Built around 1204 Duiske Abbey (meaning Black water) was the largest Cistercian Abbey in Ireland. It has been well restored and has a striking carved Norman knight similar to those carved on the tombs of Jerpoint Abbey and an impressive carved Romanesque doorway. There are also two high crosses in the grounds.
The Dunmore Caves in Ballyfoyle, north of Kilkenny Town off the N78 have some beautiful limestone formations including the Market Cross, said to be the tallest free standing stalagmite in Europe. The cave also has a gruesome history. The skeletons of 44 people, mostly women and children and coins dating from 920AD were found inside and local folklore tells that invading Vikings slaughtered the occupants of two nearby ring forts in 928AD and then suffocated women and children who had hidden in the cave by lighting fires. The Vikings often carried their coin stuck into their armpits with wax. Guided tours of the cave run all year.
Kells Priory was founded by Saint Colmcille (Saint Columba) in the 6th century and became an important centre for religion and learning. Most of the buildings on the the well-fortified site date from the 12th and 15th centuries. As well as the abbey there are a ruined ruined tower and a small oratory church called Saint Columba’s House. (Entry to Kells Priory is free). The Kilree Round Tower and a 9th century high cross around 2 miles from the priory are said to mark the grave of the Irish High King Niall Caille.
The ruined 13th century church in Kilfane has an impressive carving of the Norman knight Thomas de Cantwell, similar to some of those on the carved tombs at Jerpoint Abbey.
Kilkenny Castle, which was one of the most important seats of power in Ireland for over 800 years, is still being restored to its former glory. But the tour of the sections of the castle, which have already been renovated, is so informative about Irish history and the foibles of high society throughout the ages, that it is definitely worth a visit.
The huge ruin of Jerpoint Abbey, a few miles from Thomastown, is one of the finest Cistercian sites in Ireland with beautifully carved cloisters and tombs. It was founded by Benedictines in 1160, but Cistercian monks from Baltinglass Abbey took it over in 1180.
The monks struggled against the overthrow of the Irish abbots by the Anglo Norman abbots within the Cistercian order, and were rebellious even after Jerpoint Abbey was forcibly affiliated with an English abbey in Yorkshire in the 13th century. The Cistercians were an austere order who believed in a life of hard work and prayer, but carvings, particularly of whimsical figures of the Apostles, saints, bishops, Norman knights, courtly ladies, dragons and almost pagan looking figures in the cloisters show that attitudes at the Abbey were more relaxed around the 15th century.
The Abbey’s tower, which you can still climb up, also dates from the 15th century. The oldest part of the Abbey, the Chancel and transepts in the church, contain intriguing stone coffins with detailed carvings of their occupants or religious figures, many of them from the Anglo-Norman House of Butler which patronised Jerpoint for many years and took over the site and its lands after the dissolution of the monasteries in the 16th century.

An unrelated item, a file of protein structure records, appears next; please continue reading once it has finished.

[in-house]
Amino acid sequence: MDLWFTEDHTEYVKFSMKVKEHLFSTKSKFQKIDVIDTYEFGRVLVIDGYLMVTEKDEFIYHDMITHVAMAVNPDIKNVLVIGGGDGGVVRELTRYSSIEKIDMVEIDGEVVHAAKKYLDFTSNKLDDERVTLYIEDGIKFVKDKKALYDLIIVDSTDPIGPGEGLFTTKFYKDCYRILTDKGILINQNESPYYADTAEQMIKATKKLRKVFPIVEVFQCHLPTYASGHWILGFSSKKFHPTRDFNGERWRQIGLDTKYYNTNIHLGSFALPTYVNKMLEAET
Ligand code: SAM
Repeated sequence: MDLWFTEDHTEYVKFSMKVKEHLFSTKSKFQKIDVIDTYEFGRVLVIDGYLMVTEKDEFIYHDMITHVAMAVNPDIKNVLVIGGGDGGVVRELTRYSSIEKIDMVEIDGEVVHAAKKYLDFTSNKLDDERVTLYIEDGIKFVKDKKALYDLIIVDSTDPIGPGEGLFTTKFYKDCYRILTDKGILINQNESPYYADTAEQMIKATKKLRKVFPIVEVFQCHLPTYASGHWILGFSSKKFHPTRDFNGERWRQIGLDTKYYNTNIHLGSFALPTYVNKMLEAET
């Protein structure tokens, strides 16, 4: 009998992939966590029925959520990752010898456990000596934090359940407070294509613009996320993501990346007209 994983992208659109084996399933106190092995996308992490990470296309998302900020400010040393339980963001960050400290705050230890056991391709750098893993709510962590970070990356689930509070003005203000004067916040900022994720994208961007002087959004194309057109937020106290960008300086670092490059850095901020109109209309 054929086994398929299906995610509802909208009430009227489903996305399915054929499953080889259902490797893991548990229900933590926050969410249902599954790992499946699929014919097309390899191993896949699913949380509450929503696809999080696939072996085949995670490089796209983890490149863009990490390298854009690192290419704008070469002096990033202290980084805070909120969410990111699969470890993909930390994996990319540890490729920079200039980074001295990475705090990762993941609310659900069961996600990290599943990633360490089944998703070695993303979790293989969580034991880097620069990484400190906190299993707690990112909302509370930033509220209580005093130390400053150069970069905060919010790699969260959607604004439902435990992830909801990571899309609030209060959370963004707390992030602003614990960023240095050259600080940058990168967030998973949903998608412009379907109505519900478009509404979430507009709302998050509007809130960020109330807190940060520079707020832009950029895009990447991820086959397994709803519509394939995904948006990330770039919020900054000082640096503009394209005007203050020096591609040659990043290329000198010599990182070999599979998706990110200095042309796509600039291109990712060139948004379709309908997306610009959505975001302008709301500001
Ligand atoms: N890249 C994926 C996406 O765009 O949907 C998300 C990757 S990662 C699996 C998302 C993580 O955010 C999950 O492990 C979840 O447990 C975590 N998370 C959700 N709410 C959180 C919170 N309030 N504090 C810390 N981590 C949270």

The carved tombs have survived so well because the coffins remained buried on the site for many years, before being unearthed by the office of public works. A full sized figure on one carved lid is said to be Felix O’Dullany, the first abbot of Jerpoint who became bishop of Ossory, another 16th coffin has intricate stylised carvings of ‘the weeping saints’ carved by famous local sculptors, the O’Tunney family. The Abbey also has Romanesque carved windows, some Norman cross slabs and an interesting slab carved with two Norman Knights, which has come to be called ‘the Brethren’. Jerpoint Abbey has a small visitors’ centre, which has displays about the carvings at Jerpoint and other religious ruins and high crosses in the county.
Rothe House in Kilkenny town is a well preserved 16th century merchant’s house with a small costume museum inside. It was the house of Peter Rothe, whose family was involved in setting up the Confederation of Kilkenny with the Earls of Ormonde, which sat as an independent parliament in Ireland from 1641 to 1649. The house was seized by the English but was reclaimed by Rothe’s sister. However, the family supported James II in his fight against William of Orange for the English throne and lost the house in 1690.
Saint Canice’s Cathedral
St Canice’s Cathedral in Kilkenny town dates back to 1251, but the first church on the site founded by St Canice is thought to have been built in the 6th century. The impressive cathedral contains tombs and graveslabs made out of the black limestone or marble which has led to Kilkenny’s reputation as the Marble City. A tall round tower beside the Cathedral dates from between 700 and 1000AD, the Cathedral itself is built in the early Gothic style and it contains the 13th century Chair of Saint Kieran as well as carved tombs of the powerful
Earls of Ormonde
The Cathedral floor is paved with different coloured marbles from the four provinces of Ireland. (Entry IR1 donation requested).
The Smithwicks Brewery on the site of the 13th century Franciscan monastery, Saint Francis Monastery, shows a video about beer brewing and offers tastings of Smithwicks and its not so local other major product, Budweiser.
Woodstock Country Park
Woodstock Park near the village of Graiguemanagh are the grounds of a stately home that was burnt during the Irish Civil War in 1922, which has woodland walks and a picnic area.